Delineating the genetic variability of loci coding for complex diseases helps to understand the individual variation in disease susceptibility and drug response. We present the allelic architecture of the F7 gene. This gene is the major determinant of FVII plasma levels, and these plasma levels constitute an important intermediate risk factor for cardiovascular disease. As part of the Genetic Analysis of Idiopathic Thrombophila Project, we completely re-sequenced the F7 locus (promoter, exons, introns, and 3'-untranslated region) in 40 unrelated individuals. We found 49 polymorphisms with only two amino acid changes suggesting that regulatory non-coding and intronic variants are responsible for the FVII variability. These results are important for mapping susceptibility alleles of complex diseases, because differences in pair-wise linkage disequilibrium patterns between DNA variants and haplotype frequency distributions may help to detect disease-associated alleles. In addition, we present the results of an in silico search that established genomic comparisons among different species. In conclusion, our study of the F7 DNA sequence variations is an example of a strategy for analyzing the genetic architecture of a quantitative trait locus. Furthermore, it provides a model for future analyses of genetic factors that contribute to the susceptibility of complex diseases in humans.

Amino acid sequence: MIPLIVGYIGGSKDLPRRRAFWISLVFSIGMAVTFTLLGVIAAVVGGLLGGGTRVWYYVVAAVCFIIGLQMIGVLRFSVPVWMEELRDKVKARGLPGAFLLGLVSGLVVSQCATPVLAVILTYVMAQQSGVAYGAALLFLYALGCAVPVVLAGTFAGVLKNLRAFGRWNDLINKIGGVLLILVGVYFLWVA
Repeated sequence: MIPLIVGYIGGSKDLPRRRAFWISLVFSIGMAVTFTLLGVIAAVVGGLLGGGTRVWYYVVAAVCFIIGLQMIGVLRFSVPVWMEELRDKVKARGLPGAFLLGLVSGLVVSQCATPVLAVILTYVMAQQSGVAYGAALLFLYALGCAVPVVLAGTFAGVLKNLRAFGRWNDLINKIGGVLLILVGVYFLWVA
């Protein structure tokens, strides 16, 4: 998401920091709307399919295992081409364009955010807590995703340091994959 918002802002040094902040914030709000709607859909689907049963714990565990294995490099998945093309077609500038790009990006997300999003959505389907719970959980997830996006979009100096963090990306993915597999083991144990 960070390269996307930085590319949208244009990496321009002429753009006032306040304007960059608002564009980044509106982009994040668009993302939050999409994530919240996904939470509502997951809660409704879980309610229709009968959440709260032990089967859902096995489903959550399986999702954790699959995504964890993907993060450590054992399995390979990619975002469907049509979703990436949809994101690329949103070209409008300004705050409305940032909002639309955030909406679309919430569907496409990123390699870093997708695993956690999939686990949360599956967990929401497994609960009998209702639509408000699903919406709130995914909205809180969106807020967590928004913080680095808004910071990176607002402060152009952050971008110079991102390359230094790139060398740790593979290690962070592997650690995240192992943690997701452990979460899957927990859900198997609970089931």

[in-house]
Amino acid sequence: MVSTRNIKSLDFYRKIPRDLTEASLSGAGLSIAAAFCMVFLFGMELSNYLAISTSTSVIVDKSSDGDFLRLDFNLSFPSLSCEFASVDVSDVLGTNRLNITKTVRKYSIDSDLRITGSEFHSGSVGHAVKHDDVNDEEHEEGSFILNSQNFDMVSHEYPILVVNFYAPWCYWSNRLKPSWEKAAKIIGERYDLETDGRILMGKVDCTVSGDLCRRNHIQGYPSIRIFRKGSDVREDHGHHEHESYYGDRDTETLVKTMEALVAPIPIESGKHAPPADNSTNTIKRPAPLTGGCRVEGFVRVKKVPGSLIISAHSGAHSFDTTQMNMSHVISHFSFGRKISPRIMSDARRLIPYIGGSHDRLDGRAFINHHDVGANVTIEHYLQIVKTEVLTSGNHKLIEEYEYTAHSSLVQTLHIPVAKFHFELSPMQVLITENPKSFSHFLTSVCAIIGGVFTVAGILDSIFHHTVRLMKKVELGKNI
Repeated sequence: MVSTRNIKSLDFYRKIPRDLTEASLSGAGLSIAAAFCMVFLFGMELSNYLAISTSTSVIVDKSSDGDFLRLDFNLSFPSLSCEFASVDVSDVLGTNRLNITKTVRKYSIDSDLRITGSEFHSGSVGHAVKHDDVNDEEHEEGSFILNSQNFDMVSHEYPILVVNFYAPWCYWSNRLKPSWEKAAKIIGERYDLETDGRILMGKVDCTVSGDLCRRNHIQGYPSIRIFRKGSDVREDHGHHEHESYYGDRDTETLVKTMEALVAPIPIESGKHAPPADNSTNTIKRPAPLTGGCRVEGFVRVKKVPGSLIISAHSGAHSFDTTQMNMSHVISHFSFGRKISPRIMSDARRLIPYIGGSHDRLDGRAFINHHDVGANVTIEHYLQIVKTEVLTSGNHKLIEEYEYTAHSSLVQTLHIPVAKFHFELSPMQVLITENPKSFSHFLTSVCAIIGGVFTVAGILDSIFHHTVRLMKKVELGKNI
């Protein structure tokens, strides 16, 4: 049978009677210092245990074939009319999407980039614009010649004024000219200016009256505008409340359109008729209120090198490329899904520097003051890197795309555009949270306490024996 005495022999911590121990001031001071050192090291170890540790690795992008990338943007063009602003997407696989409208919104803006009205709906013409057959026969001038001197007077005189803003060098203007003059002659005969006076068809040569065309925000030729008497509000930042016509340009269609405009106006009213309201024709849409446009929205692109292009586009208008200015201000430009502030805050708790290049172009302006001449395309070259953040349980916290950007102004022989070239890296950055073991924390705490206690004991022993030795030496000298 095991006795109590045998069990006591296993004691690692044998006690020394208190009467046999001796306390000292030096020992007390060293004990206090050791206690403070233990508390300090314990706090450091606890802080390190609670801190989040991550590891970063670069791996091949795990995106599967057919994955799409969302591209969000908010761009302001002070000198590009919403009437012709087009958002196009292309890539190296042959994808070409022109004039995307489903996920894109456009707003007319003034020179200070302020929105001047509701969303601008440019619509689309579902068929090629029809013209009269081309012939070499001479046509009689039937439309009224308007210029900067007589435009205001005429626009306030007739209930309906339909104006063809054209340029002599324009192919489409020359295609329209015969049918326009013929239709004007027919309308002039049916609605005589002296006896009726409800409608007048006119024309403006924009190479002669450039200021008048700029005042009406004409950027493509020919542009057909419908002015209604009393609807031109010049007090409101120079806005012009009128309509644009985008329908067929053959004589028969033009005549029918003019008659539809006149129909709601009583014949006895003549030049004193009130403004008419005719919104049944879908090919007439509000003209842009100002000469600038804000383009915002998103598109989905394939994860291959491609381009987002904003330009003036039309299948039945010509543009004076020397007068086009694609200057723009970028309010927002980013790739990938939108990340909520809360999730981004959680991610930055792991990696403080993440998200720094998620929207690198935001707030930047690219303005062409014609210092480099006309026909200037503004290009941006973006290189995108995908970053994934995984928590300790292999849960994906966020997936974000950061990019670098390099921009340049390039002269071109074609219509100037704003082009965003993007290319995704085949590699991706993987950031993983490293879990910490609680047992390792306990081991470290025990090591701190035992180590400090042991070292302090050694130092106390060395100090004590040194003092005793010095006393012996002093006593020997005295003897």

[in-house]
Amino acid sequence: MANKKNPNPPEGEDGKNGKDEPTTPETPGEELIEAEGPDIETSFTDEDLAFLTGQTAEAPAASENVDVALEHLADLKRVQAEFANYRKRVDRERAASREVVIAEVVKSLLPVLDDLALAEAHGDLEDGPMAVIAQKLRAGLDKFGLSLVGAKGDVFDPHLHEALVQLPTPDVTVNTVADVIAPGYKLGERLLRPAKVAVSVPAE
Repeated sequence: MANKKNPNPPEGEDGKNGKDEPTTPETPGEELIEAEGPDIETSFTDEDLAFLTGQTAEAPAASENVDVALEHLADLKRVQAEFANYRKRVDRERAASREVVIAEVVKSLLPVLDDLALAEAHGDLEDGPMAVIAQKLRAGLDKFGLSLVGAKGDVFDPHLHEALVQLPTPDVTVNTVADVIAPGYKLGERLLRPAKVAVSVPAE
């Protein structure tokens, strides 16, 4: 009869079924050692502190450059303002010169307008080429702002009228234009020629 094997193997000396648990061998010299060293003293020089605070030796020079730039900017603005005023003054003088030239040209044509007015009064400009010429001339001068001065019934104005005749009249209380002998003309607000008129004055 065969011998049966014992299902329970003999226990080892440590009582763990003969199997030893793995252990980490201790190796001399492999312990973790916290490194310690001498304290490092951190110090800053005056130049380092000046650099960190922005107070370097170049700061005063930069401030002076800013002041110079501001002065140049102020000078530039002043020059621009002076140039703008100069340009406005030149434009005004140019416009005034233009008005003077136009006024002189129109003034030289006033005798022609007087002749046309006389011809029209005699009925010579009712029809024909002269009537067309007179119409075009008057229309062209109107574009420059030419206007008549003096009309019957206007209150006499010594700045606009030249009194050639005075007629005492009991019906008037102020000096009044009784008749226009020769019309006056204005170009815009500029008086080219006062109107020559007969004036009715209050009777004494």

7. Genetic mapping of stem rust resistance gene Sr13 in tetraploid wheat (Triticum turgidum ssp. durum L.)

    Science.gov (United States)

    Simons, Kristin; Abate, Zewdie; Chao, Shiaoman; Zhang, Wenjun; Rouse, Matt; Jin, Yue; Elias, Elias; Dubcovsky, Jorge

    2016-01-01

    Wheat stem rust caused by Puccinia graminis f. sp. tritici, can cause significant yield losses. To combat the disease breeders have deployed resistance genes both individually and in combinations to increase resistance durability. A new race, TTKSK (Ug99), identified in Uganda in 1999, is virulent on most of the resistance genes currently deployed, and is rapidly spreading to other regions of the world. It is therefore important to identify, map, and deploy resistance genes that are still effective against TTKSK. One of these resistance genes, Sr13, was previously assigned to the long arm of chromosome 6A, but its precise map location was not known. In this study, the genome location of Sr13 was determined in four tetraploid wheat (T. turgidum ssp. durum) mapping populations involving the TTKSK resistant varieties Kronos, Kofa, Medora and Sceptre. Our results showed that resistance was linked to common molecular markers in all four populations, suggesting that these durum lines carry the same resistance gene. Based on its chromosome location and infection types against different races of stem rust, this gene is postulated to be Sr13. Sr13 was mapped within a 1.2 to 2.8 cM interval (depending on the mapping population) between EST markers CD926040 and BE471213, which corresponds to a 285-kb region in rice chromosome 2, and a 3.1-Mb region in Brachypodium chromosome 3. These maps will be the foundation for developing high-density maps, identifying diagnostic markers, and positional cloning of Sr13. PMID:20857083